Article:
MOCA Goes Global Print
Written by Mark Sell, BT Contributor   
October 2015

North Miami’s art museum seeks to transcend cultures as it makes its way

TPix_MarkSell_10-15he Museum of Contemporary Art (MOCA) in North Miami and its artists are bursting to tell you their stories.

So for this column, we’ll step aside a bit and let the artists do the talking. Two exhibits are well worth a look: “Beijing Booster: The Art of Peter Wayne Lewis,” and “Chromatic Aporias” by Rafael Lopez-Ramos in the MOCA Project Gallery.

If that sounds mystifying, join the club and stick around.

The exhibit of works by Kingston-born Peter Wayne Lewis includes colorful, jazzy acrylics on linen and rice paper, riffing off the internal patterns of our double helixes, chromosomes, and synapses, playing on science and our common humanity.

When Mayor Smith Joseph welcomed him on September 12, he said, “This is life!”

Look at the individual pictures, and then stand back and look at the walls, and you get the sense that you’re swimming in a sea of synaptic snapshots of the life processes brimming within each of us.

The exhibit is called “Beijing Booster” because Lewis teaches at the Massachusetts College of Art and Design, and lives in Boston; South Orange, N.J.; and Beijing, where he also keeps a gallery and which he chose for its vibrant art scene and air of intrigue. This alone should make him feel at home in Miami.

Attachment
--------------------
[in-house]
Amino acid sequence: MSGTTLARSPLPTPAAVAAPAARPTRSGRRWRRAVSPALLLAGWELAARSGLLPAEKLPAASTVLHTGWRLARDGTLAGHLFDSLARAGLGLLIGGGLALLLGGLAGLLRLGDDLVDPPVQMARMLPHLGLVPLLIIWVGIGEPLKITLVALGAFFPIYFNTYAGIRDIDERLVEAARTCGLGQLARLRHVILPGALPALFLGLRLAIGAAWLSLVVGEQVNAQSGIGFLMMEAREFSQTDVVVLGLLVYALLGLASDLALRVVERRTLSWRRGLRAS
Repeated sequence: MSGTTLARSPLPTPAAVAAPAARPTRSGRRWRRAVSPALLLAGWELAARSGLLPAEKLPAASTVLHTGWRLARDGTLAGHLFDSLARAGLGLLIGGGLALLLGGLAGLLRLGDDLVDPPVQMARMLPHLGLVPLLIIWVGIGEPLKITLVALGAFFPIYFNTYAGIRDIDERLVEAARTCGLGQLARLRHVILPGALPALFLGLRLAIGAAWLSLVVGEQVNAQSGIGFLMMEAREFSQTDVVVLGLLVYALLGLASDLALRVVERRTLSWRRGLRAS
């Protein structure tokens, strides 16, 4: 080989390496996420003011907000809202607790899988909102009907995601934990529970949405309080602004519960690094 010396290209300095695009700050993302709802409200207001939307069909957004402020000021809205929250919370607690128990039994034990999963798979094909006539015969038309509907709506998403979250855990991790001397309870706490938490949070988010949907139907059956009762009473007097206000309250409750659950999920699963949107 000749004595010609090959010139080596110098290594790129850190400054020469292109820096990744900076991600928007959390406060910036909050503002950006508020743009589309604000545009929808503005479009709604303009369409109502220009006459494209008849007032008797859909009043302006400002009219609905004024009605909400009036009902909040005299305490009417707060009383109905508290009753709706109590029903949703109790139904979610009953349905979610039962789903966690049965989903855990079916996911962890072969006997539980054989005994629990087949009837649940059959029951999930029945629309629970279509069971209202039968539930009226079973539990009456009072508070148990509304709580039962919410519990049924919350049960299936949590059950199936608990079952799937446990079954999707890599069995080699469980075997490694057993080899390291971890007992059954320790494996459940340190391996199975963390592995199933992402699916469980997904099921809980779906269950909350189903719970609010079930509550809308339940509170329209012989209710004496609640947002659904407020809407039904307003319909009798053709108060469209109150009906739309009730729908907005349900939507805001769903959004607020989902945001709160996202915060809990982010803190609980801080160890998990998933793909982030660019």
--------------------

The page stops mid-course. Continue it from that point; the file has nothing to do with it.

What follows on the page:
“I travel because it makes me better at becoming a teacher,” Lewis says. “It’s important to gather knowledge and matter in space. This planet is mine. I claim it. In China I’m comfortable. I feel like I’m home. Beijing. Shanghai is like a crossroads, and I consider myself a citizen of the world. It’s the art ecosystem. I do not want to be pigeonholed.”

While that might sound intense, he’s an easy conversationalist. He explains that he had an eclectic upbringing as the son of a classically trained jazz pianist, and grew up with Beethoven, Charlie Parker, and Ornette Coleman as soundtracks.

He attended the exhibit’s opening wearing a black yukata (a lightweight summer kimono), and I broke the ice by asking if he was in the contemplative tradition.

He readily said yes and cited the Upanishads as a basis for his work, saying that “we are reflections of the cosmos and the cosmos is a reflection of us.”

“These are mindscapes, not landscapes,” he said. “This is not abstract art. These are not perceptual paintings. They’re real. They are mediating information to the world.”

He cribs mantras from Bob Marley (“Free your mind from mental slavery”) and the Funkadelics (“Free your mind and your ass will follow.”)

After an hour or so over beers with Lewis at Billy’s Pub Too, Bob Marley and the Funkadelics start to rub off.

Lopez-Ramos was born in Cuba in 1962 and left only in 1997, migrating to Vancouver, British Columbia, where he lived for more than ten years before wending his way to Miami. He’s gradually seen el exilio culture loosen its grip. (It’s clearly still here -- the laundry guy on Brickell told me that Pope Francis is a communist because he didn’t meet with dissidents.)